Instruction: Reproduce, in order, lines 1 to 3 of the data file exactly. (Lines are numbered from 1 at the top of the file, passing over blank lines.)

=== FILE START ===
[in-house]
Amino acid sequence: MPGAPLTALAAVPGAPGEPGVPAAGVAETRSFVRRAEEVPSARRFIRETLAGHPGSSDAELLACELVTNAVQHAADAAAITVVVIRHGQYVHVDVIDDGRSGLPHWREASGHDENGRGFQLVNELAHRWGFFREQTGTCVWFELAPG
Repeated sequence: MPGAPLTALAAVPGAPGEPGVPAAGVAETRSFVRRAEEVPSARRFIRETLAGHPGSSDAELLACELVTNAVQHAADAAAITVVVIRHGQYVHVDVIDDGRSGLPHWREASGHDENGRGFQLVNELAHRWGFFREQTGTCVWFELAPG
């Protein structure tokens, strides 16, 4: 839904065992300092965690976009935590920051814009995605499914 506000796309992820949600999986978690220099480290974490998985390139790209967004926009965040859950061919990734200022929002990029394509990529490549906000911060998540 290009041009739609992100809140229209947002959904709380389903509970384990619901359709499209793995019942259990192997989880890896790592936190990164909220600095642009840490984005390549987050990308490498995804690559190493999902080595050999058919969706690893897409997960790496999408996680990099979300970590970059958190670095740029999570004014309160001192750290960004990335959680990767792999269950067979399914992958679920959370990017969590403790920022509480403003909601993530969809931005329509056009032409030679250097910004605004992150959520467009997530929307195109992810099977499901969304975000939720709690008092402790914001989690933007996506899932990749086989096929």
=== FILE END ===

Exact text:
[in-house]
Amino acid sequence: MPGAPLTALAAVPGAPGEPGVPAAGVAETRSFVRRAEEVPSARRFIRETLAGHPGSSDAELLACELVTNAVQHAADAAAITVVVIRHGQYVHVDVIDDGRSGLPHWREASGHDENGRGFQLVNELAHRWGFFREQTGTCVWFELAPG
Repeated sequence: MPGAPLTALAAVPGAPGEPGVPAAGVAETRSFVRRAEEVPSARRFIRETLAGHPGSSDAELLACELVTNAVQHAADAAAITVVVIRHGQYVHVDVIDDGRSGLPHWREASGHDENGRGFQLVNELAHRWGFFREQTGTCVWFELAPG